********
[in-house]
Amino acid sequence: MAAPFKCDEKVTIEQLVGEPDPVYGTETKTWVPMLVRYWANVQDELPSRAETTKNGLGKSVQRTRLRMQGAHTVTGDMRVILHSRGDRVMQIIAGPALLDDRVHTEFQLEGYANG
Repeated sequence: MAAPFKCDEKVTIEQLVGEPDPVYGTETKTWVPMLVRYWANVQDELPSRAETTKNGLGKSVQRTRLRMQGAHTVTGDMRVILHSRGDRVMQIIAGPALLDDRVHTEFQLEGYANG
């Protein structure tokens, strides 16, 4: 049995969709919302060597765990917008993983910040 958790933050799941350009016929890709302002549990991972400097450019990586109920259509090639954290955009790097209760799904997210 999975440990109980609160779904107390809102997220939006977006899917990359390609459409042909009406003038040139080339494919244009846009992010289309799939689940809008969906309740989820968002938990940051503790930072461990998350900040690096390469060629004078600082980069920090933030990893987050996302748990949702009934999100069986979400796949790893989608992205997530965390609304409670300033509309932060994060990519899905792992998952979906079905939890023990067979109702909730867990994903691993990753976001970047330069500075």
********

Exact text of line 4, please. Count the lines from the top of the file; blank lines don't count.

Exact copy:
């Protein structure tokens, strides 16, 4: 049995969709919302060597765990917008993983910040 958790933050799941350009016929890709302002549990991972400097450019990586109920259509090639954290955009790097209760799904997210 999975440990109980609160779904107390809102997220939006977006899917990359390609459409042909009406003038040139080339494919244009846009992010289309799939689940809008969906309740989820968002938990940051503790930072461990998350900040690096390469060629004078600082980069920090933030990893987050996302748990949702009934999100069986979400796949790893989608992205997530965390609304409670300033509309932060994060990519899905792992998952979906079905939890023990067979109702909730867990994903691993990753976001970047330069500075």